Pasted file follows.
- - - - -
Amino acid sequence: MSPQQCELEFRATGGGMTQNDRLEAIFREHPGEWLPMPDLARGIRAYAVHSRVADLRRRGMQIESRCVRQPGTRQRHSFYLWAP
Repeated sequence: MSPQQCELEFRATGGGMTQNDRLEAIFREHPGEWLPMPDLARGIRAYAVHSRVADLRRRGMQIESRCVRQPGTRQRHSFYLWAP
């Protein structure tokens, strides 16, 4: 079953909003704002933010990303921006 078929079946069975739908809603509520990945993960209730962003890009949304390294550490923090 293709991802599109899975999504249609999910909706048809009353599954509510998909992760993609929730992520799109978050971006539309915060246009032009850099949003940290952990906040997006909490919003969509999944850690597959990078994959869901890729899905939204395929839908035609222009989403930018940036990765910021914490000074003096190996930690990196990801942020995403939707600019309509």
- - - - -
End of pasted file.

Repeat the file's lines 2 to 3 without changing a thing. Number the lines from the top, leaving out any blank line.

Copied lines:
Repeated sequence: MSPQQCELEFRATGGGMTQNDRLEAIFREHPGEWLPMPDLARGIRAYAVHSRVADLRRRGMQIESRCVRQPGTRQRHSFYLWAP
């Protein structure tokens, strides 16, 4: 079953909003704002933010990303921006 078929079946069975739908809603509520990945993960209730962003890009949304390294550490923090 293709991802599109899975999504249609999910909706048809009353599954509510998909992760993609929730992520799109978050971006539309915060246009032009850099949003940290952990906040997006909490919003969509999944850690597959990078994959869901890729899905939204395929839908035609222009989403930018940036990765910021914490000074003096190996930690990196990801942020995403939707600019309509």